This week’s Caledon Perspectives reported on a little-known fact. Camp X – Canada’s secret spy training facility located just minutes outside of Toronto, Ontario, opened on December 8, 1941, the day after the Pearl Harbour attack. Desperate camp x bitcoin call for desperate measures and this was certainly desperate times. Britain was under siege by the Germans, at least when it came to their food supplies which the German U-boats were cutting off, preventing them from reaching home to feed hungry mouths.
America was blissfully happy to ignore what it considered a “European conflict” leaving Britain to handle her own problems. Sir Winston Churchill called on his friend, Bill Stephenson, from Winnipeg, Manitoba to help. Bill, who would later become Sir William Stephenson, was called Intrepid. He headed the BSC British Security Co-ordination.
Stephenson set up shop in New York City, later purchasing a 275-acre farm named Glenrath, in Whitby, Ontario just a little east of Toronto. Using his own money so as not to raise suspicion, Stephenson transformed the farm into a secret military training camp – Camp X, which opened on December 8, 1941, one day after Pearl Harbour. To the few RCMP who knew of it, it was known as S25-1-1. To a few Canadian Forces personnel it was Project-J. British MI-6 referred to it as STS-103.
Prime Minister William Lyon Mackenzie was kept unaware of Camp X. From newly formulated explosives, forgery, silent killing, disguise and evasion among others these skills were taught to a select few. About 500 secret agents were processed through this training camp. Those who died in mishaps at the camp, their bodies were sewn into diplomatic bags and flown home to the country of their origin. Everyone was sworn to secrecy under the Official Secrets Act which still applies today. Lynn Philip Hodgson has some interesting information in his book titled Inside Camp X. He was contacted by both British and Canadian authorities when his research raised a red flag.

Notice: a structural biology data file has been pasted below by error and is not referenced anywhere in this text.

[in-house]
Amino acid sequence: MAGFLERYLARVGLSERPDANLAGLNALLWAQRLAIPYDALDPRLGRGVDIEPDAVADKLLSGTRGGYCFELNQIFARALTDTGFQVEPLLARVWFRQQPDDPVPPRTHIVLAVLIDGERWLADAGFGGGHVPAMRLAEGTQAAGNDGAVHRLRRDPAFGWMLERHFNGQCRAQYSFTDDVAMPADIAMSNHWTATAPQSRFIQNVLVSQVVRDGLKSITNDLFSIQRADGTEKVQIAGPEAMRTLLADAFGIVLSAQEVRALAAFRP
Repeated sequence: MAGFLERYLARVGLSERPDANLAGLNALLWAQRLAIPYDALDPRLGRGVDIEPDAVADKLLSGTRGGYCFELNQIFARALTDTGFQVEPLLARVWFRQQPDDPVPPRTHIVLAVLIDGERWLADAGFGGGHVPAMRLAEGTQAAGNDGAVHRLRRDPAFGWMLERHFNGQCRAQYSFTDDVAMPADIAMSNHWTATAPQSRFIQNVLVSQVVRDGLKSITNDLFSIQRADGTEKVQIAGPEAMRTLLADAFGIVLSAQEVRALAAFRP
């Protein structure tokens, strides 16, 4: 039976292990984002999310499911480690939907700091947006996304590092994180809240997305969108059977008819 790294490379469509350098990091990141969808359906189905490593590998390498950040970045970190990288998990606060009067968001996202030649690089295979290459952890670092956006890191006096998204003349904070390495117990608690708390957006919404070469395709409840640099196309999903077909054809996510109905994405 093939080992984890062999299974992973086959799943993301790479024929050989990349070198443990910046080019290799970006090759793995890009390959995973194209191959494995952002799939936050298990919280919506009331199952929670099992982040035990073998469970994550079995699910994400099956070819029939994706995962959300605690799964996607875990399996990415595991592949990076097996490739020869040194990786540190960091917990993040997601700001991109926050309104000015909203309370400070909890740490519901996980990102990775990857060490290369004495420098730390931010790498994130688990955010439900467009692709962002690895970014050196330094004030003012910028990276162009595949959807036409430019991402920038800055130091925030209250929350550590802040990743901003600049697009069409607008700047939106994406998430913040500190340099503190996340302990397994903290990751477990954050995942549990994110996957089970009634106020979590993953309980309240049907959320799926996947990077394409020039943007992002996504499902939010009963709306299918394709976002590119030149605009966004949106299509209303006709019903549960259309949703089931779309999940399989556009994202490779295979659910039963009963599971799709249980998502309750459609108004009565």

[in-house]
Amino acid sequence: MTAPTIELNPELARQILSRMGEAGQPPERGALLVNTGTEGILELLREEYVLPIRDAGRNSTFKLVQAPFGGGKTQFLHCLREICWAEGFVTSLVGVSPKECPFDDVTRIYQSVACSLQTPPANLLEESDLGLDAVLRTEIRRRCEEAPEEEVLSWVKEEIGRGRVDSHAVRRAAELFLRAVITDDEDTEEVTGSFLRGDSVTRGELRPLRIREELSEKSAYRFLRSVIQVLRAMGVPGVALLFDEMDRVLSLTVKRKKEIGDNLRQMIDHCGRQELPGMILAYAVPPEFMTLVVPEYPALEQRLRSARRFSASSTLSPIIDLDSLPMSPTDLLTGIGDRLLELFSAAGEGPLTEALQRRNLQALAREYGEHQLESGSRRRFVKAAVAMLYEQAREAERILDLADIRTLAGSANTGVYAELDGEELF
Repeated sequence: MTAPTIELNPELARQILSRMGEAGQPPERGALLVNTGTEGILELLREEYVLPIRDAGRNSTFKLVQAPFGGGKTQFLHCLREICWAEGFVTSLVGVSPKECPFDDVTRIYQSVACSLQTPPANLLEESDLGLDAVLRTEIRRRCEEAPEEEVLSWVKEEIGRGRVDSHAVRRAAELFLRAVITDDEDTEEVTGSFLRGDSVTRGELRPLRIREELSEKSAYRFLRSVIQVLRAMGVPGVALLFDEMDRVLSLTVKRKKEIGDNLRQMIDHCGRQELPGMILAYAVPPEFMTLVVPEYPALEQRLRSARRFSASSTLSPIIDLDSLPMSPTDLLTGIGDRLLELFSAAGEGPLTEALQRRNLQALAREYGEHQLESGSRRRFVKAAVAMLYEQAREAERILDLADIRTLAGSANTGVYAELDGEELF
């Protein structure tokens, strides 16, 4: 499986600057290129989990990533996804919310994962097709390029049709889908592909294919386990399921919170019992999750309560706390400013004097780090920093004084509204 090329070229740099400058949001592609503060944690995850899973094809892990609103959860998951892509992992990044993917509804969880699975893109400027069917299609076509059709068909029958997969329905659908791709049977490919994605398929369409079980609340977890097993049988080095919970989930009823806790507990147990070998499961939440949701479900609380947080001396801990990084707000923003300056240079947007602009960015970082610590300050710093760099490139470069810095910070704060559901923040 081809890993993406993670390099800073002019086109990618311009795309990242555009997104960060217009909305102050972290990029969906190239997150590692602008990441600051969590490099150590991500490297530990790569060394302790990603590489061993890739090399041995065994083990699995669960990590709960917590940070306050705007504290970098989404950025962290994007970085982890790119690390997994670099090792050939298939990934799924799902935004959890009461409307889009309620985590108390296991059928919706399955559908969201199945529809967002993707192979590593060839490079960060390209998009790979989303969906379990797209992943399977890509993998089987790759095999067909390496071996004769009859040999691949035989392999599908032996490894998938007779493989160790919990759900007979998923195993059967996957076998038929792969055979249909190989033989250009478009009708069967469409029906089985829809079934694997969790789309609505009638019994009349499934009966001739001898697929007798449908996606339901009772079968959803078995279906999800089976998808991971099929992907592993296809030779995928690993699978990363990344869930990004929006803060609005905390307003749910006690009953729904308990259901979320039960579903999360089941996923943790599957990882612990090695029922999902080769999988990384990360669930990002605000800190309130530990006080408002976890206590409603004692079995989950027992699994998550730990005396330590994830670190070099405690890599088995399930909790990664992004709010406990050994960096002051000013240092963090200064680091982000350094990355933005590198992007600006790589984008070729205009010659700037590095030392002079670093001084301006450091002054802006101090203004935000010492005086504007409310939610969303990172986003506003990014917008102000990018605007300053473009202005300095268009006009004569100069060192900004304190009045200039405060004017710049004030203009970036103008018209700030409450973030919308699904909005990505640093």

Today Lynn conducts free guided tours of the remains of the Camp X site. He can be reached through this link. Her name is Evlyn Davis and she’s been living in Caledon for the past 20 years. She is one of the ladies who worked on the Hydra, nicknamed the “transmitter shack,” according to Davis. Davis, who was trained in the Canadian Women’s Army Corp, was recruited to work at Hydra because she was experienced in Morse code and Teletype. She and several other operators coded and decoded messages to and from England, New York and South America. Her cover was that she was posted to Long Branch, Ontario and her family never knew that she was not far off.
Every recruit was followed when on leave and engaged in conversation to test their silence. Eric Adams died a couple of years ago but his friend Greg Smith shared some of Eric’s experiences working for Camp X. Eric was a writer for the Toronto Star and an expert ham radio operator. He could send and receive Morse code faster than most operators. Eric was approached by a fellow ham operator who after learning of his sentiments for the plight of the British put him on to the secret operation through a series of secret and intricate meetings with unknown individuals. Greg’s account of Eric’s experience getting to the secret location and his experience working in Venezuela and Chile.
Industrial and Port Security Officers, US Army Intelligence, US Naval Intelligence, the Office of War Information, the Canadian Wartime Information Board, and the Department of External Affairs. Camp X is now called Intrepid Park after the man who founded it. Only about 17 acres of it remains. A monument along with flags were erected in 1984 to honour the sacrifices of those who served after leaving – some never returned.